Mr Pughsley joined the Metropolitan Police in 1984 where he carried out a variety of roles, mainly as a detective developing his expertise in murder investigations, armed robbery, kidnap, firearms and drug-related crimes.

He joined Kent Police in May 2009 as Assistant Chief Constable for Specialist Operations before heading up the Kent and Essex Serious Crime Directorate, one of the largest in the country.

In March 2011 he was promoted to Deputy Chief Constable where he led the design and implementation of a new policing model and was responsible for quality performance delivery, as well as ensuring the force was run in an efficient and effective way.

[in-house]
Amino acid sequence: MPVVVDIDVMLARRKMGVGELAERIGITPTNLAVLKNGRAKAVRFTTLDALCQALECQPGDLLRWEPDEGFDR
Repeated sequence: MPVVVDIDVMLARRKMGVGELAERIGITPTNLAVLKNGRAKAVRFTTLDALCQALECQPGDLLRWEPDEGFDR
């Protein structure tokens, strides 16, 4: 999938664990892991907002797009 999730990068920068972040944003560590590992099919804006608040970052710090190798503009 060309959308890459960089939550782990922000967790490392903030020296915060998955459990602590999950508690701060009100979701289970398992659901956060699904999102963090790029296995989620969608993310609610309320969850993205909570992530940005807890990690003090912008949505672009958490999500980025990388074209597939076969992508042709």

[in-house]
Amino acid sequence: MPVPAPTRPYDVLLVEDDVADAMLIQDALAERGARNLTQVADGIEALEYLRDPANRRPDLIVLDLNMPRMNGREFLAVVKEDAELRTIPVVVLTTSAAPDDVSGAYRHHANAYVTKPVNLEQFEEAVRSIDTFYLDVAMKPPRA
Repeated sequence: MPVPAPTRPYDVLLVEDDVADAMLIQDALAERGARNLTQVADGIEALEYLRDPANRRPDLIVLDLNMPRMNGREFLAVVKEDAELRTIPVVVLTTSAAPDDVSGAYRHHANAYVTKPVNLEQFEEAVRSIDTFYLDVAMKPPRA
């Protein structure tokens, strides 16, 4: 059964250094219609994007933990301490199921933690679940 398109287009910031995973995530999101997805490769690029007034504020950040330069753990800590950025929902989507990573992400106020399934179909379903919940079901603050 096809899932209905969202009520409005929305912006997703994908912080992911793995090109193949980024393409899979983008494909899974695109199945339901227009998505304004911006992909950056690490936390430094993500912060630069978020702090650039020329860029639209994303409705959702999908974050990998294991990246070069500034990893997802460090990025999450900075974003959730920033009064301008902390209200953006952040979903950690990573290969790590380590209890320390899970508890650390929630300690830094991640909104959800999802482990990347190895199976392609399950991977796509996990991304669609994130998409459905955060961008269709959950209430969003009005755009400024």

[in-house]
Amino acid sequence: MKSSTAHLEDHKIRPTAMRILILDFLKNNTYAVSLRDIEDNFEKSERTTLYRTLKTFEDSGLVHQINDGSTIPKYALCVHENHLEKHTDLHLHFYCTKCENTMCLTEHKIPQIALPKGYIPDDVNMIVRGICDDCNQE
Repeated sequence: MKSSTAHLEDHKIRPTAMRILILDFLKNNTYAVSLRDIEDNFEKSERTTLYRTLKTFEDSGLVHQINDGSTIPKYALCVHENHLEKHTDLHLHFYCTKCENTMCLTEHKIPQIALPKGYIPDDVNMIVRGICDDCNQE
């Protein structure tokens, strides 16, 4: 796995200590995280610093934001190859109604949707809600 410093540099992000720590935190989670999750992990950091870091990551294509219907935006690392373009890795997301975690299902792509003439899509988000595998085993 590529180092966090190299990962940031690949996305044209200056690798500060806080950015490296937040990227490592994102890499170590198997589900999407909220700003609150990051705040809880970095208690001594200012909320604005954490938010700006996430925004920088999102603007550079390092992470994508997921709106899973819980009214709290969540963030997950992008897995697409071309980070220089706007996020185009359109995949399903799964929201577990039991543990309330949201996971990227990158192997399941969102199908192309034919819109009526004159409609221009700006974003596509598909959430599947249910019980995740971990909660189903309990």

In December 2013 he was promoted to Chief Constable of Kent Police, taking up the role in January 2014.

But his tenure of Kent’s top officer has not been without criticism.

In June 2020, Mr Pughsley was slammed for ‘taking the knee’ – a symbolic gesture often associated with the controversial Black Lives Matter movement.

He performed the gesture during a community event in Gravesend, saying at the time he wanted to show ‘solidarity’ with the black community, but the act was heavily criticised on social media and in the national press.

But Kent’s Police & Crime Commissioner Matthew Scott, who will now have to appoint a new Chief Constable, said Mr Pughsley had been ‘one of the outstanding leaders in policing’ since joining the Force in 2009.

He added: “In that time, we have seen significant changes within policing, and he has dealt with every challenge with the utmost professionalism, and with a focus on looking after the great police officers, staff and volunteers who work for Kent Police.